The record abundantly supports the finding that the inserters were discharged, and that that action was taken because they had gone on strike. Moreover it is plain that the discharges occurred approximately an hour after the strike began and some days prior to the inserters' being permanently replaced. Further, there is no dispute that the strike was in support of specified demands for a raise in pay and for improved working conditions, submitted to the employer prior to striking.


It is settled law in this circuit that an employer is at liberty to replace employees who engage in a concerted work stoppage for economic objectives. But it is equally settled that he may not, prior to replacing the employee, discharge him for engaging in such activity. N.L.R.B. v. Globe Wireless, 9 Cir., 193 F.2d 748, and authorities cited; N.L.R.B. v. Buzza-Cardozo, 9 Cir., 205 F.2d 889, certiorari denied 346 U.S. 923, 74 S.Ct. 310. Accordingly unless for the reasons advanced by respondent the strike here falls outside the area of concerted activity for mutual aid and protection, the finding of the Board that respondent violated Sec. 8(a)(1) of the Act was appropriate.


We see no ground for believing that the shortness of the notice given by the inserters and the precipitate action thereafter taken by them renders their strike unprotected. In Globe Wireless, supra, the employees involved were held protected from discharge even though, as was true in t at instance, they had stopped work before their grievances were presented. The case before us is not one where a strike was had in repudiation of a contract not to strike, nor was it a wildcat strike, or an attempt by the employees unilaterally to prescribe their own working conditions, as was the situation in the cases relied on by respondent.


We may add that had Edmonds, instead of summarily discharging these men, merely warned them that respondent would permanently fill their places in event they continued the strike, he would have been on safe ground.


Respondent objects to the breadth of paragraph 1(b) of the Cease and Desist Order, which reads:


'1. Cease and desist from:


'(b) In any other manner interfering with, restraining, or coercing its employees in the exercise of the right to self-organization, to form, join, or assist labor organizations, to bargain collectively through representatives of their own choosing, and to engage in concerted activities for the purpose of collective bargaining or other mutual aid or protection, or to refrain from any or all of such activities, except to the extent that such right may be affected by an agreement requiring membership in a labor organization as a condition of employment, as authorized in Section 8(3) of the Act.'


We agree that in the circumstances of this case the paragraph is unjustifiably broad, and to that extent the Board's order is modified. Cf. National Labor Relations Board v. Express Publishing Co., 312 U.S. 426, 61 S.Ct. 693, 85 L.Ed. 930. Paragraph (a) would seem to sufficiently cover the matter.


Decree will be entered enforcing the order as modified.


BONE, Circuit Judge (dissenting).


I would deny enforcement of the Board's order as it was modified by the majority.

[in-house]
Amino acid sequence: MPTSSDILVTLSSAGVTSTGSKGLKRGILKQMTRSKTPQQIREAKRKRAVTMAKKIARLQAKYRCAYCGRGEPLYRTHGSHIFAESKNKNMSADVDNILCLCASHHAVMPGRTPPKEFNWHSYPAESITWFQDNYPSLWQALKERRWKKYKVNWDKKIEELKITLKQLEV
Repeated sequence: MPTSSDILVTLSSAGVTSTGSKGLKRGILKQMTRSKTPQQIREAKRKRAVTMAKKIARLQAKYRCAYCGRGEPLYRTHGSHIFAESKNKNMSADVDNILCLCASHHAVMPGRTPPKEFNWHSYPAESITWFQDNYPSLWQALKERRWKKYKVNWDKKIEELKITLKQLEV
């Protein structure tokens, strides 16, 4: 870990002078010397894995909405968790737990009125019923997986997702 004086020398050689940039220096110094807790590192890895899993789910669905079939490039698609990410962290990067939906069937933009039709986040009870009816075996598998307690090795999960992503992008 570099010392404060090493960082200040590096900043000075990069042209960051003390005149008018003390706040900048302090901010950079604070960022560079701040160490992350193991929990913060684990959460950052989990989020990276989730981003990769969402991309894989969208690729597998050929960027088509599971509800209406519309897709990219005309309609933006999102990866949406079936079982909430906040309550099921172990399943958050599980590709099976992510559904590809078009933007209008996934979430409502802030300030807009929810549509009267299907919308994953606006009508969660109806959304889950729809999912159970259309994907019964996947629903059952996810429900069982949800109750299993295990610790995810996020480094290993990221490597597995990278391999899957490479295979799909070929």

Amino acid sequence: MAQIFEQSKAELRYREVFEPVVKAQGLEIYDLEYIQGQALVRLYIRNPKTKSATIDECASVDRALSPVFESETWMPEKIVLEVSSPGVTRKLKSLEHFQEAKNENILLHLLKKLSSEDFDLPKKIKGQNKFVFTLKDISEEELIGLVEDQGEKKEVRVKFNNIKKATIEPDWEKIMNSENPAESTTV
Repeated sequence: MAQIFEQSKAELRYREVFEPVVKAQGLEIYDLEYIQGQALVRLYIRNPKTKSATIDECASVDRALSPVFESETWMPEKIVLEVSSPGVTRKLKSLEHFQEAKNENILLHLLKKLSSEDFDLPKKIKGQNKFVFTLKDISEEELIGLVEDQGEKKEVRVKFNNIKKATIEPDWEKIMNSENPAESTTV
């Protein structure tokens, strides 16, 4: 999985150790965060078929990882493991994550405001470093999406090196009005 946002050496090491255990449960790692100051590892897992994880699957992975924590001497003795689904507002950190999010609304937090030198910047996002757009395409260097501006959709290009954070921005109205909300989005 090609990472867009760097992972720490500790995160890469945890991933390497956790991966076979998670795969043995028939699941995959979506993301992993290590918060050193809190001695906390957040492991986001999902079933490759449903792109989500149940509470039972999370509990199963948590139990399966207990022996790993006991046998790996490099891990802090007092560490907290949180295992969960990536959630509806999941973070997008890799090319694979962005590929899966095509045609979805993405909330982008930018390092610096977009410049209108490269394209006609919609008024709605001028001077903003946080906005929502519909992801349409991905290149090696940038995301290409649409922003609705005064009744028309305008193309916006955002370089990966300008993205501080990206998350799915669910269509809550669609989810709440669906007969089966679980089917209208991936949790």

The unusual facts shown by the record in this case clearly indicate that an abrupt demand for a wage increase was first made by the inserters on certain minor employees of respondent then engaged in and about respondent's plant. The demand was carefully timed to come at an hour on late Saturday evening when these minor employees faced the necessity of then getting out the Sunday edition of the paper to meet certain time schedules. The demand was in the form of an ultimatum-- 'grant us the demanded raise at once or get the papers out anyway you can.'


As the prevailing opinion points out, an employee (Edmonds) who ordinarily handled collective bargaining matters was then called from his home, arriving after the inserters had stopped work at 7:00 p.m. Some colloquy then ensued, but nothing in the record suggests that Edmonds possessed authority to summarily grant the demanded raise without any consultation with the owners of the newspaper. The fact that even the opportunity for such a consultation was completely foreclosed by the terms of the wage demand, is a circumstance which seems to have absolutely no significance in the eyes of the Board officials.


Much in the way of fulsome praise of the 'collective bargaining' procedure has appeared in court comments and in articles by those friendly to organized labor. But the circumstances here presented clearly indicate that the time element made 'bargaining' of any sort an utter impossibility. The inserters made abundantly plain that they wanted no palaver over the matter of compensation; that so far as they were concerned, the Sunday issue of the paper could remain in the plant. The action of the Board officials indicates that they thought this course was eminently proper. If the theory is sound, every railroad union in America could meet, formulate a general demand for higher compensation throughout the nation, and give the railroads five minutes notice to meet the demand or all trains would cease to move. Responsible labor groups do not 'bargain' in that fashion.


It is not amiss to point out that a week (or even less) of 'negotiations' through official channels might have been quite sufficient to bring about an amicable adjustment of the instant wage demand, and it cannot be doubted that any raise of pay which resulted could have been made retroactive to cover the Saturday work and future work. The action of the inserters, along with that of the Board, made impossible such a reasonable solution. The least that can be said about this suggestion is that it would have ended this tempest in a teapot.


The incontinent haste which characterizes every aspect of this very unusual proceeding is not calculated to add dignity to Board proceedings or encourage collective bargaining. It justifies application of the pointed and pertinent remarks of the Fifth Circuit appearing in the first two paragraphs of the opinion in N.L.R.B. v. Roscoe Skipper, Inc., 213 F.2d 793.